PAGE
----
Work Order: Definition, Types, and Management

8 min

A company’s flow of work orders is much more efficient when managed with asset tracking and dedicated software. 

To take full advantage of the many benefits of utilizing work orders in this way, however, decision makers and workforce members should understand what they are, how they operate, and the ways an organization might manage them.

This post will define what work orders are and how they might affect fieldwork. 

You will then learn what a work order process looks like, as well as the best way to fill one out. 

After discussing why work orders are important, this post will explore various ways to manage work orders.

What Is a Work Order?

It’s important to know what a work order is, as well as the purpose it serves. 

Work orders are formal requests for business or maintenance action. They might function as technical or maintenance actions or have a purpose in other areas.

While each work order format is different for every organization, they tend to contain similar information. 

Usually, work orders contain:

  • the names of workforce members involved in the action
  • any tools needed
  • which departments of the company the work order affects
  • the date of the action and projected completion time
  • optional relevant details about the situation leading to the work order

Furthermore, work orders can serve many functions. 

They provide precise information for technicians and acquaint third-party contractors with company processes.

Additionally, they create and build a paper trail proving when actions took place, building a history of the item and its life cycle.

A work order can affect software and technology, as well as human resource actions. 

It can determine shipping and scheduling, and the movement of vehicles and materials.

Moreover, it might contain checklists, instructions, and warnings against danger. 

Depending on what the work order requires, it could contain information about public relations, current events, or suggestions of others to contact. 

These details are important not only for members of the workforce who will participate in the work order but also for decision makers who must have pertinent information to understand the situation that prompted the work order.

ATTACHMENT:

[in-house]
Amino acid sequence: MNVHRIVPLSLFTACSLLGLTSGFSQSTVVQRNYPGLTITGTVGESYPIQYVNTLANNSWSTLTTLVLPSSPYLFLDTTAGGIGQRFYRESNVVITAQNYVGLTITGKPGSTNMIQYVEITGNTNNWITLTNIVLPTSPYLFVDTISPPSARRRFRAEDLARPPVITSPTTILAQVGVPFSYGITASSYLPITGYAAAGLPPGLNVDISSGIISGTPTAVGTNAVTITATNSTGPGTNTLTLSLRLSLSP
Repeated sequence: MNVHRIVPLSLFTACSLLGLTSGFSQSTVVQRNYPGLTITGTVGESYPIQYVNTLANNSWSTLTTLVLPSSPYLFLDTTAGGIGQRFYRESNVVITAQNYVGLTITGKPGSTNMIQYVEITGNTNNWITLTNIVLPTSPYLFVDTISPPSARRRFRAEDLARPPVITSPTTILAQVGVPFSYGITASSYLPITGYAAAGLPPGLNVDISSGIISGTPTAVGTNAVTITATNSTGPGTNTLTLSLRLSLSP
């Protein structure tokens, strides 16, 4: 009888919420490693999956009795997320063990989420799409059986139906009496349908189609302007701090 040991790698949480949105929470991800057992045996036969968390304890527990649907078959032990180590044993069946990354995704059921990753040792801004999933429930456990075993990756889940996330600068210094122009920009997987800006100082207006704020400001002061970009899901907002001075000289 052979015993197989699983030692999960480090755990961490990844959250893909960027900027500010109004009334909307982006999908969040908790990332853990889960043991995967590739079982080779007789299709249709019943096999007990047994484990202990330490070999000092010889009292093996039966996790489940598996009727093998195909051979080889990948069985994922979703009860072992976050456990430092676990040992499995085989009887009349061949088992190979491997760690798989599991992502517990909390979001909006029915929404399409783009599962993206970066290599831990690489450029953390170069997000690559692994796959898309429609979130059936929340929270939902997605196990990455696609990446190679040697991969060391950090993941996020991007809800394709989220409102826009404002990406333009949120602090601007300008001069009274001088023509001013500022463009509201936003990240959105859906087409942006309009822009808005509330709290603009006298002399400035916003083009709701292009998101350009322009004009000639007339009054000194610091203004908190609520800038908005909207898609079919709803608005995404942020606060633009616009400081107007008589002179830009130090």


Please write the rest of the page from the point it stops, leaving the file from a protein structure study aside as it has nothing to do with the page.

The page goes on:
Types of Work Orders

Work orders can vary according to company, industry, and compliance rules. For the purposes of this post, let’s focus on those applicable to fieldwork.

Installation of Heating/Ventilation/Air Conditioning (HVAC)

A great deal of information is necessary to successfully install an HVAC system. 

HVAC involves equipment that weighs a great deal and work that takes place behind walls. 

It also takes into account air quality or filtration. 

The systems must work together to provide air quality monitoring, heat in cold weather, cold air in hot weather, and sometimes humidity removal. 

Boilers might play a role, as well as pipes, linked air conditioning units, ventilation equipment, and avoidance of carbon monoxide buildup. 

Preventive Maintenance

This important, ongoing process is key to keeping assets in good working condition and making the most of their purchase price. It’s also vital to ensuring that they will operate as safely as possible. 

Therefore, preventive maintenance is any action, mechanical or otherwise, dedicated to keeping assets in operation.

Safety Inspection

The Occupational Safety and Health Administration (OSHA) stipulates certain regulations dedicated to maintaining a clean, healthy, and danger-adverse work environment. 

Work orders for safety inspections might include tending to signage, adding railings, or clearing out hazardous items and waste.

Property Inspection

Local laws and company regulations might address lighting, electrical systems, sewage pipes, yard features, roof repair, or plumbing updates. 

Property inspections are often a major aspect of real estate transactions or construction endeavors.

Work orders might also refer to social media updates, software installation, or requests for proposals. 

Sometimes a work order might even be to create another work order or trigger the separation of a large project into many smaller items.

What Does a Work Order Process Look Like?

Each organization must decide for itself how a work order’s flow takes place. In general, however, the process of filing, acting upon, and completing a work order looks as follows.

Work Request Is Submitted

A client, tenant, employee, or project manager generates a request for a specific action.